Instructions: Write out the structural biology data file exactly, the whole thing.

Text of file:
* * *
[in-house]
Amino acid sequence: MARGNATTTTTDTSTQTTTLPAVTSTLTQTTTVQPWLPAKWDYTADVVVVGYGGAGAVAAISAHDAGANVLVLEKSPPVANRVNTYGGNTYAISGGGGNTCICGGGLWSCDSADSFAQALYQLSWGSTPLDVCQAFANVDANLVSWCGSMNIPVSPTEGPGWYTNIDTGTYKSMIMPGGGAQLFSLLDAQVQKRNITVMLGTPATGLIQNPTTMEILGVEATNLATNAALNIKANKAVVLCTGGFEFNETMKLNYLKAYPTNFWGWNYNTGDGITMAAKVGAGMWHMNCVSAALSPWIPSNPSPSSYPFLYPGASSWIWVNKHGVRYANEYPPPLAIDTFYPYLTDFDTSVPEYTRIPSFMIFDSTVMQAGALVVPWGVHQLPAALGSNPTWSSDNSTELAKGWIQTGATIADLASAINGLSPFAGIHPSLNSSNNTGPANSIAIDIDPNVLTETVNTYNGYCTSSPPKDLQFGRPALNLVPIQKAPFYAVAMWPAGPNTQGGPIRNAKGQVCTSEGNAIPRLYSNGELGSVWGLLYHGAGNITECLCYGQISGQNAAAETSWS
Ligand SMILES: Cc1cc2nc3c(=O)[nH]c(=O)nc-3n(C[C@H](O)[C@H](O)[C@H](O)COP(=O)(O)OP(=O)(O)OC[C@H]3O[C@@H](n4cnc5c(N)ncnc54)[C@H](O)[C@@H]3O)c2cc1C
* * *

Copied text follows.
[in-house]
Amino acid sequence: MARGNATTTTTDTSTQTTTLPAVTSTLTQTTTVQPWLPAKWDYTADVVVVGYGGAGAVAAISAHDAGANVLVLEKSPPVANRVNTYGGNTYAISGGGGNTCICGGGLWSCDSADSFAQALYQLSWGSTPLDVCQAFANVDANLVSWCGSMNIPVSPTEGPGWYTNIDTGTYKSMIMPGGGAQLFSLLDAQVQKRNITVMLGTPATGLIQNPTTMEILGVEATNLATNAALNIKANKAVVLCTGGFEFNETMKLNYLKAYPTNFWGWNYNTGDGITMAAKVGAGMWHMNCVSAALSPWIPSNPSPSSYPFLYPGASSWIWVNKHGVRYANEYPPPLAIDTFYPYLTDFDTSVPEYTRIPSFMIFDSTVMQAGALVVPWGVHQLPAALGSNPTWSSDNSTELAKGWIQTGATIADLASAINGLSPFAGIHPSLNSSNNTGPANSIAIDIDPNVLTETVNTYNGYCTSSPPKDLQFGRPALNLVPIQKAPFYAVAMWPAGPNTQGGPIRNAKGQVCTSEGNAIPRLYSNGELGSVWGLLYHGAGNITECLCYGQISGQNAAAETSWS
Ligand SMILES: Cc1cc2nc3c(=O)[nH]c(=O)nc-3n(C[C@H](O)[C@H](O)[C@H](O)COP(=O)(O)OP(=O)(O)OC[C@H]3O[C@@H](n4cnc5c(N)ncnc54)[C@H](O)[C@@H]3O)c2cc1C